Ginger, Gadgets and Gender roles


Family Food Fare and Favourites

Join me as I dig through my memories, and recipes, to rediscover my family’s food “back in the day” and how those food habits have changed over the decades to today’s diverse and multi-cultural cuisines. This is my theme for the 2021 A to Z challenge.

THEN

Ginger has always been one of my mother’s favourite foods. It’s really no surprise then, that one my favourite recipes, then and now, was mum’s Ginger or Cinnamon slice. Try it – it’s delicious and has always been popular with friends from school birthday teas until now.

Ginger or Cinnamon Slice

Biscuit base:Topping: 
4 oz butter or margarine4 tablespoons icing sugar
2 oz sugar1 teaspoon ginger/cinnamon
1 cup self raising flour3 teaspoons Golden Syrup
1 rounded teaspoon ginger/cinnamon1.5 oz butter
From mum’s recipes to me.

Process:

Biscuit base: cream butter & sugar. Sift flour and ginger/cinnamon & add to creamed mixture. Press into a greased lamington tin –flour your fingers or use a flour measuring cup to help level it out. Bake at 175C until lightly browned (approx 15 minutes). Let it cool a little before adding topping.

Topping: put all ingredients except icing sugar into a saucepan. Stir over a low heat only until melted and mixed, then take off stove and add icing sugar. Pour over biscuit base and spread evenly. Cut while still warmish as it will crumble less.

Crystallised ginger was always on the table at Christmas time, in a dainty ruffled glass dish (which, annoyingly, I can’t currently find. Perhaps it’s in mum’s display cabinet – I’ll need to check when lockdown lifts).

Ginger drinks have always been mum’s favourites, with Kirk’s Ginger Ale leading the pack, though ginger beer may be tolerated.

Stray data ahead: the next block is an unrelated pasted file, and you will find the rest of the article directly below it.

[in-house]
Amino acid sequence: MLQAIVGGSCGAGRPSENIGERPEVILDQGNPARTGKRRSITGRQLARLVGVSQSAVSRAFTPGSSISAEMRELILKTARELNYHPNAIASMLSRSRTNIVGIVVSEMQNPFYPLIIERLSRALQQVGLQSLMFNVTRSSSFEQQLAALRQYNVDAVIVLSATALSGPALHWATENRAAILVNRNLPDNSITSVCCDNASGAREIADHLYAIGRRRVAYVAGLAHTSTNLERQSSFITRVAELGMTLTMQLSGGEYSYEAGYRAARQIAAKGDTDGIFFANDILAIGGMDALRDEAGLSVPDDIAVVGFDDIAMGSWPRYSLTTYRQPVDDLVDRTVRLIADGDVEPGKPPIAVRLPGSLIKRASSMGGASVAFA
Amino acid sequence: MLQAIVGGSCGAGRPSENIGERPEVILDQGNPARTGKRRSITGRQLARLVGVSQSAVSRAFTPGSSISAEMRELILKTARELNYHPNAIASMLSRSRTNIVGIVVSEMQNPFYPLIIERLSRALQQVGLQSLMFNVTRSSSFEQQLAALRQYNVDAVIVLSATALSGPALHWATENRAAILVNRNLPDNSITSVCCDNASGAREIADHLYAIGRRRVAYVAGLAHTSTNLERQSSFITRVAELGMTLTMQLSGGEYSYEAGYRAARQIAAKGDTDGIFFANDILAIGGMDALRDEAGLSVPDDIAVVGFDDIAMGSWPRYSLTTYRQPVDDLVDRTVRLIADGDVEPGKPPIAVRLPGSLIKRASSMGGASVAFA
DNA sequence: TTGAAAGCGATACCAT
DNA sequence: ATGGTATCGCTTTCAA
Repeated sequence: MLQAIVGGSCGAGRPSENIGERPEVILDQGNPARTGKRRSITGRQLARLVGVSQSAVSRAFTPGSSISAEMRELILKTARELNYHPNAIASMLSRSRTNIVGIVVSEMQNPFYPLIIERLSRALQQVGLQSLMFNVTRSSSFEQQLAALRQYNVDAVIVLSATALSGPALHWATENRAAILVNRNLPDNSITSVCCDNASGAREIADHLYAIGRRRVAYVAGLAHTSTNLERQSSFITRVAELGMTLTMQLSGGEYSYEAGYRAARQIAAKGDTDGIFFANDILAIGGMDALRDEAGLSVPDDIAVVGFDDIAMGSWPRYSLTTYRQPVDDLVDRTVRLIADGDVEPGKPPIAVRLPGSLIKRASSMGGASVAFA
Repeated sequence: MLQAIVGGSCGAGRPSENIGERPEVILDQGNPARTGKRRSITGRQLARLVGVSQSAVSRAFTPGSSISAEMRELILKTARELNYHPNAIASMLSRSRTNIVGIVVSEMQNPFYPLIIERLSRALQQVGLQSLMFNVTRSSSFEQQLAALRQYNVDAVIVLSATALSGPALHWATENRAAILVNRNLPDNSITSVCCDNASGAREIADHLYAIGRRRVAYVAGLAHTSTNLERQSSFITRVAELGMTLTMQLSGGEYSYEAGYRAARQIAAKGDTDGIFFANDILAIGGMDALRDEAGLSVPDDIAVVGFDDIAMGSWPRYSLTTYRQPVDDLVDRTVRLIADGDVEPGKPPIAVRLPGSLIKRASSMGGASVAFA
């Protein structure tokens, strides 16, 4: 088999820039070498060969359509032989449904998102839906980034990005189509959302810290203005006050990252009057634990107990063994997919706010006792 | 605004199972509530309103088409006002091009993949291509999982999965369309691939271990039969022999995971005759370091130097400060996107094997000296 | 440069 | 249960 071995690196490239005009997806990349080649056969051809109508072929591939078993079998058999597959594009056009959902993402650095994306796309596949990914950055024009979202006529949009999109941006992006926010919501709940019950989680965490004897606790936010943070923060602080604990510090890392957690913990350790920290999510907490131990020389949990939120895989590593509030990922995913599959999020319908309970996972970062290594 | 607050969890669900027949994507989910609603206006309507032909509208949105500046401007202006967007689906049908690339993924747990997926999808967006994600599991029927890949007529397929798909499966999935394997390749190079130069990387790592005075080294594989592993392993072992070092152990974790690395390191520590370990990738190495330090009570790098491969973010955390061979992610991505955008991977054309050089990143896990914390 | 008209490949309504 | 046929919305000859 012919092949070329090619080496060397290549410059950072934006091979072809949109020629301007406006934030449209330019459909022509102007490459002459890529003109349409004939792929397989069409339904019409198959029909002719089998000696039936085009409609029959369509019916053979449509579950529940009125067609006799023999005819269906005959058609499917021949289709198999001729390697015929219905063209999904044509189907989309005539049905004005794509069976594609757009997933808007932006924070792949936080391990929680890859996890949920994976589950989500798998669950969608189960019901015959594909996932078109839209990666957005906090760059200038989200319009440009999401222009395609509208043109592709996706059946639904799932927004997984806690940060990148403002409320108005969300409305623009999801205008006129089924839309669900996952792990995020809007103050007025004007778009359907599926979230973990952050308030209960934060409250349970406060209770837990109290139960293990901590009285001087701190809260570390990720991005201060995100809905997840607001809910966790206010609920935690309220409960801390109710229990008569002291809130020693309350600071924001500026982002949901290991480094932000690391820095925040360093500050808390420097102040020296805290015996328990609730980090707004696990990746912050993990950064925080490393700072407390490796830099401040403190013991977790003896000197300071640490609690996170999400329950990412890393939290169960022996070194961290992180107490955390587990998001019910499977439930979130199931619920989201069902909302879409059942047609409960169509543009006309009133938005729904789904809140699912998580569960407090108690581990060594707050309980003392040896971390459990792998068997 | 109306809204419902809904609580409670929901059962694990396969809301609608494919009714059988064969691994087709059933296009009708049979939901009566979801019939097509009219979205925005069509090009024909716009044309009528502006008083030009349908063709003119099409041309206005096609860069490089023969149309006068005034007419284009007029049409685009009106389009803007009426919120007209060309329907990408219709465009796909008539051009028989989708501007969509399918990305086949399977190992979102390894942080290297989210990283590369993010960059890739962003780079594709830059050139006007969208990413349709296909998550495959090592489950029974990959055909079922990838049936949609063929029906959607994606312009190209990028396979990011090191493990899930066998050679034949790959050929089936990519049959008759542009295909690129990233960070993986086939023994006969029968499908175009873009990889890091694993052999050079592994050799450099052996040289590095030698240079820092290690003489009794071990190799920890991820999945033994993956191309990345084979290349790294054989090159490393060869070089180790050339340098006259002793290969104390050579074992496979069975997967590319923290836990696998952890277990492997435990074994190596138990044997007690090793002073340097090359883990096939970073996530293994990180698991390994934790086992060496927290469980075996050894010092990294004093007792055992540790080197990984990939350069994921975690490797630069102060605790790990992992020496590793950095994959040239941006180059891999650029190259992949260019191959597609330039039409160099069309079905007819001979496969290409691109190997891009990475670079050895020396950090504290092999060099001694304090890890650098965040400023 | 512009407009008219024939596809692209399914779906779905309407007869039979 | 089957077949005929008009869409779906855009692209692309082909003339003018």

Among mum’s recipes I found this one for home-made ginger beer which I believe to be in her mother’s handwriting. It was popular for families to make this up and store safely so the lids didn’t explode off.

Grandma McS’s ginger beer

Gadgets are generally ubiquitous in the kitchen, serving specific tasks. I can’t remember a time when my mother didn’t have an electric mixer, initially a Sunbeam then in the early 1970s, a Kenwood with attachments. On a more manual level, she had a hand-turned mincer which clipped onto a shelf or the table. Then there were the pie funnel and the apple corers etc. The other gadget that got a lot of use, especially in winter, was the pressure cooker used for cooking soups to casseroles.

NOW

I still love the taste of ginger and a recipe including it will always catch my eye. These days it’s more likely to be used in raw form in Thai cooking or in curries. You can either buy a knob of it in the supermarket or get lazy and but it pre-grated in a tube.

Gingers can also be grown in tropical or sub-tropical garden but they do have a habit of taking over.